Archive for the ‘Resident Spotlights’ Category

For Immediate Release

SPRINGFIELD… State Representative Martin McLaughlin (R-Barrington Hills) enters his first term today as State Representative for the 52nd House District commencing the 102nd Illinois General Assembly. Rep. McLaughlin released the following statement:

“I am extremely honored and humbled to be sworn in today as your State Representative. Thank you for the opportunity to serve our great community in Springfield.

Today marks a new era with long time Speaker, Mike Madigan, out of the picture. I decided to run for this position because Illinois is broken and a complete fiscal disaster. I have dedicated my career to solving pension and fiscal problems, and I hope to represent all of you in the 52nd District with honesty, integrity, and transparency.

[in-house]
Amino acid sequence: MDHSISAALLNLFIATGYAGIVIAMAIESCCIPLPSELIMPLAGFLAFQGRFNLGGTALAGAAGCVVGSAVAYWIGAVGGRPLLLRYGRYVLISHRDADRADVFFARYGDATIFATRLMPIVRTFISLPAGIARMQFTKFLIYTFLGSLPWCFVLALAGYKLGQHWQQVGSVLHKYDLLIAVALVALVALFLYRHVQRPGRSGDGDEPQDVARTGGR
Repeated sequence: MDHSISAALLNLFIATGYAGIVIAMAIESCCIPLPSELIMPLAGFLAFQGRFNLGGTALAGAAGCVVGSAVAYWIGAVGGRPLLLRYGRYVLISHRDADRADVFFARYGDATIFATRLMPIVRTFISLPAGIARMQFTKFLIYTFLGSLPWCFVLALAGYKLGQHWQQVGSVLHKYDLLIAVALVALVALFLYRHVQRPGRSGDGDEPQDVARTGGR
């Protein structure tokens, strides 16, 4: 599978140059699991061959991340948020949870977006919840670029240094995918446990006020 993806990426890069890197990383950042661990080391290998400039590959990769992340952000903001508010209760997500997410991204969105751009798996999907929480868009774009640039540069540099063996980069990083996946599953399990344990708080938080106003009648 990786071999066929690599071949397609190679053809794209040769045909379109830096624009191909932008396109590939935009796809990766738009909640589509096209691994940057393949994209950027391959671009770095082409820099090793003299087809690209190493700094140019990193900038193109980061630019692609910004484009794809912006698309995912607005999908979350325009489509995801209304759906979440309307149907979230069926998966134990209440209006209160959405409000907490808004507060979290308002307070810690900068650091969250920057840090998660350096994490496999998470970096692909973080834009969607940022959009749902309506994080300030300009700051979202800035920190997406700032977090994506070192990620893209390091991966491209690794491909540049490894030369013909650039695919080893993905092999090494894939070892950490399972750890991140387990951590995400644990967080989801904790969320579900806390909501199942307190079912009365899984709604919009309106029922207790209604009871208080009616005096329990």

We have so much work to do in the 102nd General Assembly and I truly hope my colleagues on the other side of the aisle are actually ready for positive change in Springfield. Americans have suffered immensely this past year, business owners need relief, and Illinoisans need government responsibility now more than ever. I am ready to get to work! Thank you for the opportunity to be the fiscal watchdog we need.”

Jack Ivansek
House Republican Staff

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The Jackson School on Bateman Road was build around 1856. This photo is from the 1890s when Gertrude Meter was the teacher. (Tales of Old Barrington)

Founded in Conservation– Fostered in Open Space Stewardship

The First Act is devoted to those rugged settlers who journeyed out by horse and wagon in the early 1830s to seek an auspicious place to set down their few possessions in largely uncharted territory. In spite of the struggles facing them, they looked with faith and hope to building a new life.